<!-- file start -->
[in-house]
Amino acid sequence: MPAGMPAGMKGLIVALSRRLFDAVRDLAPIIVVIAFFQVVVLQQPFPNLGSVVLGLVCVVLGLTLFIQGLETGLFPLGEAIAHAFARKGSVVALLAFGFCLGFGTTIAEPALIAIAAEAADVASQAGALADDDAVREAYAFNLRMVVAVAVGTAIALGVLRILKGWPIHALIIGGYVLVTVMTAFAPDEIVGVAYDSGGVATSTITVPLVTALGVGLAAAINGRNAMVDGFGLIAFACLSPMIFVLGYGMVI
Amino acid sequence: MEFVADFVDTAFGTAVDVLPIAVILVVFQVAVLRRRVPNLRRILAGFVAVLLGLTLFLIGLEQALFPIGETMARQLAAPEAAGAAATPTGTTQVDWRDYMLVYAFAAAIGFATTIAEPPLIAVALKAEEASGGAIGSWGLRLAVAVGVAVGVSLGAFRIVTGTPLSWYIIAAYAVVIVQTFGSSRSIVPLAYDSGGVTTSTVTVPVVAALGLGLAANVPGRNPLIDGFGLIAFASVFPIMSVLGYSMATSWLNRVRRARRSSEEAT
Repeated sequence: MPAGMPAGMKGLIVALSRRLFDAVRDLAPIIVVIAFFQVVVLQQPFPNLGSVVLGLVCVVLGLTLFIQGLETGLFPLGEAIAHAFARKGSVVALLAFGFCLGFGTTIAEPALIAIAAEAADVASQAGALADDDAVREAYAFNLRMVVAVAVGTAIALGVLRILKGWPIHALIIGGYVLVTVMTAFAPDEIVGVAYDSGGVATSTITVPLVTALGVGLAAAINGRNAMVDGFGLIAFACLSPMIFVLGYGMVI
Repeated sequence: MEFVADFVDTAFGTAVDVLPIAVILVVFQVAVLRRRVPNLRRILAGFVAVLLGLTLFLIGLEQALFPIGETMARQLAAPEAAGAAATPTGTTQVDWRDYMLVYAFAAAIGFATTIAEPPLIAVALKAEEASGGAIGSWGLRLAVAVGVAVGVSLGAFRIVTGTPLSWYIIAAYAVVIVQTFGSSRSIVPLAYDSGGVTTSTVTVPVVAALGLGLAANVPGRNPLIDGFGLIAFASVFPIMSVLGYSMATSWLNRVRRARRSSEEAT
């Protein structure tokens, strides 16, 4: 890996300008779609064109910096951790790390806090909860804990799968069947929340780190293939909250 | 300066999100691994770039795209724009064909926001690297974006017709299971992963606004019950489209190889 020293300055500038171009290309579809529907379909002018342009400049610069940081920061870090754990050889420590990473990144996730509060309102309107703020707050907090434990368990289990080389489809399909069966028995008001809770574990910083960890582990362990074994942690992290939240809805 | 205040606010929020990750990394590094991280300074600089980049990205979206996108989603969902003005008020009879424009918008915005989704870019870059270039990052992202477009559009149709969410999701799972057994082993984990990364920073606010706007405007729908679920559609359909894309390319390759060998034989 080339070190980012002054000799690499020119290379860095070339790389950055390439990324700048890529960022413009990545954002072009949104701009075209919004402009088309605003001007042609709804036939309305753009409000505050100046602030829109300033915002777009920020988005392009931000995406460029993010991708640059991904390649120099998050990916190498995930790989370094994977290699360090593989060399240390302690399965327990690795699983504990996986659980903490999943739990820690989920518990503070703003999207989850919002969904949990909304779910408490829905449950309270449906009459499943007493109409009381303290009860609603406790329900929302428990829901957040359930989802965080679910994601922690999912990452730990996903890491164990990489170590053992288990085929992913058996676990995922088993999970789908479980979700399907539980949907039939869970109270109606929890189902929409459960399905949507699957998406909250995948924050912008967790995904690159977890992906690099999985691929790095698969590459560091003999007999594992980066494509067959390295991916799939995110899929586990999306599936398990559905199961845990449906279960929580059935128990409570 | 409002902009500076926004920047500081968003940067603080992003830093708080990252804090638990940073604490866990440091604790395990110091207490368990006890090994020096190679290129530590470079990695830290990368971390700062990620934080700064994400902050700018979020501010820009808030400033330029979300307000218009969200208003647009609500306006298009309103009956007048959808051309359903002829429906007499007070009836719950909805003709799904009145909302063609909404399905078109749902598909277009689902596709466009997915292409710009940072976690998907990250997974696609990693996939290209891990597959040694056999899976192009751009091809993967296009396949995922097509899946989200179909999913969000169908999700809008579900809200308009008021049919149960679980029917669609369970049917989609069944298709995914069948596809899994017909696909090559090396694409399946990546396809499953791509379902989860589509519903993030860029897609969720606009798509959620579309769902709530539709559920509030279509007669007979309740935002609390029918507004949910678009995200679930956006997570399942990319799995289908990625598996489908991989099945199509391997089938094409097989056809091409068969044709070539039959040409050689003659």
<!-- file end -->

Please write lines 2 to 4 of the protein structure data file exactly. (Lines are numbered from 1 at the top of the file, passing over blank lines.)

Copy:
Amino acid sequence: MPAGMPAGMKGLIVALSRRLFDAVRDLAPIIVVIAFFQVVVLQQPFPNLGSVVLGLVCVVLGLTLFIQGLETGLFPLGEAIAHAFARKGSVVALLAFGFCLGFGTTIAEPALIAIAAEAADVASQAGALADDDAVREAYAFNLRMVVAVAVGTAIALGVLRILKGWPIHALIIGGYVLVTVMTAFAPDEIVGVAYDSGGVATSTITVPLVTALGVGLAAAINGRNAMVDGFGLIAFACLSPMIFVLGYGMVI
Amino acid sequence: MEFVADFVDTAFGTAVDVLPIAVILVVFQVAVLRRRVPNLRRILAGFVAVLLGLTLFLIGLEQALFPIGETMARQLAAPEAAGAAATPTGTTQVDWRDYMLVYAFAAAIGFATTIAEPPLIAVALKAEEASGGAIGSWGLRLAVAVGVAVGVSLGAFRIVTGTPLSWYIIAAYAVVIVQTFGSSRSIVPLAYDSGGVTTSTVTVPVVAALGLGLAANVPGRNPLIDGFGLIAFASVFPIMSVLGYSMATSWLNRVRRARRSSEEAT
Repeated sequence: MPAGMPAGMKGLIVALSRRLFDAVRDLAPIIVVIAFFQVVVLQQPFPNLGSVVLGLVCVVLGLTLFIQGLETGLFPLGEAIAHAFARKGSVVALLAFGFCLGFGTTIAEPALIAIAAEAADVASQAGALADDDAVREAYAFNLRMVVAVAVGTAIALGVLRILKGWPIHALIIGGYVLVTVMTAFAPDEIVGVAYDSGGVATSTITVPLVTALGVGLAAAINGRNAMVDGFGLIAFACLSPMIFVLGYGMVI